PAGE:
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Christo (1935 - 2020)
Valley Curtain (Project for Colorado)Request Viewing
Collage with coloured pencil, graphite, graph paper, photograph by Shunk-Kender and stapled fabric on board
71.1 x 56.6 cm (28 x 22 ¼ inches)
Signed and dated lower right, Christo 1971 and inscribed with technical notes
Studio di Arti Visive Oggetto, Italy
Private collection, Switzerland, acquired from the above
The present work was originally used to fund the epic Valley Curtain project in Colorado by Christo and his late partner Jeanne-Claude. Valley Curtain was realised on August 10th 1972 after a failed attempt the previous autumn. The project involved installing a large nylon orange curtain between two Colorado mountain slopes. Existing for only 28 hours, the installation was removed due to strong gale force winds. Having been suspended between Grand Junction and Glenwood Springs in the Grand Hogback mountain range, the project involved 35 construction workers and 64 helpers.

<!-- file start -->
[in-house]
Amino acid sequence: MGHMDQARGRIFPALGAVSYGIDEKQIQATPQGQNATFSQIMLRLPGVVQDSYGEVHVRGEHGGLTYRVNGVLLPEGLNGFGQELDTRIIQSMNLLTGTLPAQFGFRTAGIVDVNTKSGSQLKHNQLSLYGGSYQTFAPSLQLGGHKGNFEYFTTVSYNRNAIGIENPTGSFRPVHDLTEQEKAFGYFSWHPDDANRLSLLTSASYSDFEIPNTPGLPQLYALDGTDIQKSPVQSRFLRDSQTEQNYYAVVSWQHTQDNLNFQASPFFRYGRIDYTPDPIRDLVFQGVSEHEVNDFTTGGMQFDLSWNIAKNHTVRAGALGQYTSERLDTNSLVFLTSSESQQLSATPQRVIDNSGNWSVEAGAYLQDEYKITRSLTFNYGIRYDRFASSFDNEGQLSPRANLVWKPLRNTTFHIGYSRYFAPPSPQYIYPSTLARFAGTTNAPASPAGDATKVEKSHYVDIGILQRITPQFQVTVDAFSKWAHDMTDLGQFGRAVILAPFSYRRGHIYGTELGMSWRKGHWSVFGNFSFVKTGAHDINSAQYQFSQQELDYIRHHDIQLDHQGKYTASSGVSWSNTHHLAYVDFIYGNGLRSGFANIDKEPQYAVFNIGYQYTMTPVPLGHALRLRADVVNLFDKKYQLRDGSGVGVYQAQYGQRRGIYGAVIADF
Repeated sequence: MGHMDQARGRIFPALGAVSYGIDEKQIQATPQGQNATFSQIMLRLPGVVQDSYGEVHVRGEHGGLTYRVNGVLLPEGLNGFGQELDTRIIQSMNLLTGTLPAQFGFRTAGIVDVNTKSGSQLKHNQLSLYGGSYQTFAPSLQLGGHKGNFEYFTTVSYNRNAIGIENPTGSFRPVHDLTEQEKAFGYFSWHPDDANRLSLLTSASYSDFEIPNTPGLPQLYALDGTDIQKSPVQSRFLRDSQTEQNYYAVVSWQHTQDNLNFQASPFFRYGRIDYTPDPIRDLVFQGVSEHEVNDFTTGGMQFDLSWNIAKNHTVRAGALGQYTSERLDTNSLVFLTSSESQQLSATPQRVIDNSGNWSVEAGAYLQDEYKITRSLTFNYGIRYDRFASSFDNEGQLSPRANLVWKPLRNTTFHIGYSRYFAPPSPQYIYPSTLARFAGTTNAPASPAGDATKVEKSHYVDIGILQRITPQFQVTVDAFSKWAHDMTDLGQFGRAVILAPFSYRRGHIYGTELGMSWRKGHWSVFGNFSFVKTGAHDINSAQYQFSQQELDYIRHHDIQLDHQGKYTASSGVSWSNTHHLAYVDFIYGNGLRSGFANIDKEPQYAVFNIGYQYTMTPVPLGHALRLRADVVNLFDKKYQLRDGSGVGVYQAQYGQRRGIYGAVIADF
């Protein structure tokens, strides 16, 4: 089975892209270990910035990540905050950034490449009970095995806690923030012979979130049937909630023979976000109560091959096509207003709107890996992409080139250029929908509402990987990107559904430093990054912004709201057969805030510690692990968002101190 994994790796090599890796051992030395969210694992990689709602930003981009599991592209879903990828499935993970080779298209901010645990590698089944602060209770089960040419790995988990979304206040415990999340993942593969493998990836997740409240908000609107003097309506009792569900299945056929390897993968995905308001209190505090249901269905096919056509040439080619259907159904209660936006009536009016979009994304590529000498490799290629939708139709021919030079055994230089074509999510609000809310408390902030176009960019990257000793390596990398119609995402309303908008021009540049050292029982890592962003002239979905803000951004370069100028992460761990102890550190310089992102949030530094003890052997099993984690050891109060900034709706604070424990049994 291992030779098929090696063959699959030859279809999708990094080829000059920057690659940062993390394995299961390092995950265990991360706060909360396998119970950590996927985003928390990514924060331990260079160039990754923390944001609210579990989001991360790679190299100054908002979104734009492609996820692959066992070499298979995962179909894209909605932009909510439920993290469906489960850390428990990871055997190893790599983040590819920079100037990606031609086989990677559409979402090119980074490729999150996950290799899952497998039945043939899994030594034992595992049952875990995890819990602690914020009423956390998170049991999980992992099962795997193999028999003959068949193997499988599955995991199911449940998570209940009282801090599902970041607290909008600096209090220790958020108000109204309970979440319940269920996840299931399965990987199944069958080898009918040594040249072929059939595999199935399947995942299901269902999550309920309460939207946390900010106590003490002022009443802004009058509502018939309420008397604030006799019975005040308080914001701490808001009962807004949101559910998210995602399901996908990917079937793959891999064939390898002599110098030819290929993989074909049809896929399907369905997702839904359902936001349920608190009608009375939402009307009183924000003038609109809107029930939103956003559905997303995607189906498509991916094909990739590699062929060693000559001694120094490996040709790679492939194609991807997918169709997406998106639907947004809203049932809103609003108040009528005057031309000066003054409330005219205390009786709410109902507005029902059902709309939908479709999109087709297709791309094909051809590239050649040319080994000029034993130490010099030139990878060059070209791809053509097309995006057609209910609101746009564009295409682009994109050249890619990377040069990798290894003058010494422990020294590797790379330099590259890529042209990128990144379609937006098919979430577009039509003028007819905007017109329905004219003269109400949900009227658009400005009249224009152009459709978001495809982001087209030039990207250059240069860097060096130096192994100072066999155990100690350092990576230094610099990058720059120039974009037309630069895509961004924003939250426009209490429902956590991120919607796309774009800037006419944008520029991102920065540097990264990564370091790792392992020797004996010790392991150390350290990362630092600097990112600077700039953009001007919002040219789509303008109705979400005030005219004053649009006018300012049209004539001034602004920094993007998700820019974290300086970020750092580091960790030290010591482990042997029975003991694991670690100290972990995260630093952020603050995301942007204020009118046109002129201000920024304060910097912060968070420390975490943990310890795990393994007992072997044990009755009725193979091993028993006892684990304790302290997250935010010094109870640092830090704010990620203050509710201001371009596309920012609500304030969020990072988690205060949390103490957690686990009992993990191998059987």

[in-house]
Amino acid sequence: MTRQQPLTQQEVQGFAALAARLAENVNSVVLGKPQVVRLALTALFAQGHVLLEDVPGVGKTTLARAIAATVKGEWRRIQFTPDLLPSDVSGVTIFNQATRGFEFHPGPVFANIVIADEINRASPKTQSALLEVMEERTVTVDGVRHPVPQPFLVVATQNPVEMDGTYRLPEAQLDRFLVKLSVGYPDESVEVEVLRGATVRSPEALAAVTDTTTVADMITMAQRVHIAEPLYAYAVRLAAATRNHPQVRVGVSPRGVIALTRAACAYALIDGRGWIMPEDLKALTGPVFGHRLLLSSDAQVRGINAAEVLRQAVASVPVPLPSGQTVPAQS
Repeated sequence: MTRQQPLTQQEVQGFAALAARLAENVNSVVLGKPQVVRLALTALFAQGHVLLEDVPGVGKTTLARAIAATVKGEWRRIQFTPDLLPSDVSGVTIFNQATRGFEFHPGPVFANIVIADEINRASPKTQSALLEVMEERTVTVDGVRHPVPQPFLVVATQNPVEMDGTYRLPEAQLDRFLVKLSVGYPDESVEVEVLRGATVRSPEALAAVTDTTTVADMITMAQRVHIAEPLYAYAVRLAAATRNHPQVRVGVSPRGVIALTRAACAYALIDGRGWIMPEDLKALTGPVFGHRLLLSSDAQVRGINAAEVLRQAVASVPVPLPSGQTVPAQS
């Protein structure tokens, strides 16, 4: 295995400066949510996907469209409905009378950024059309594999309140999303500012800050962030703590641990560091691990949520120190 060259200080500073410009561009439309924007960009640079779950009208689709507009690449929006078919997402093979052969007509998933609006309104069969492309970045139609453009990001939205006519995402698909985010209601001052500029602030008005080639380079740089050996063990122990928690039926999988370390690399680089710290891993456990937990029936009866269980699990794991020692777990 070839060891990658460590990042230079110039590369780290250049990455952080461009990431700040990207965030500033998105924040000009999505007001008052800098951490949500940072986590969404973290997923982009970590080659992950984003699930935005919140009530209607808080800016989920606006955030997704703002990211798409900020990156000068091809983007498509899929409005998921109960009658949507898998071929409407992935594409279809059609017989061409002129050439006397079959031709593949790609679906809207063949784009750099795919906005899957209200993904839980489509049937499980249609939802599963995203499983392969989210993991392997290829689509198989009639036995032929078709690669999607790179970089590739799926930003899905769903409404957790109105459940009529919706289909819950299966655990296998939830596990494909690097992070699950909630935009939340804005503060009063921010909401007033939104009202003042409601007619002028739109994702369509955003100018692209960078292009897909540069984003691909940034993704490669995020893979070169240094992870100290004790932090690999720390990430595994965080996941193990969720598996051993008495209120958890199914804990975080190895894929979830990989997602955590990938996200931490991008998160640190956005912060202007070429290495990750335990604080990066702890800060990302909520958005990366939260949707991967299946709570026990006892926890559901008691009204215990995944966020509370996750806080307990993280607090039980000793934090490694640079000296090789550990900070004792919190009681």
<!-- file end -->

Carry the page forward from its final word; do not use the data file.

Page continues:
The artistic duo has described preparatory works such as the present collage as ‘software’ works during which the project (the ‘hardware’ period) only exists in the form of preliminary works including drawing-collages and 3D scale models. Interestingly, entirely all of the preparatory works are made by Christo. For the Valley Curtain project, Christo only produced 250 works as a means of raising funds for the project. Preparatory works were systematic in funding 75% of the project.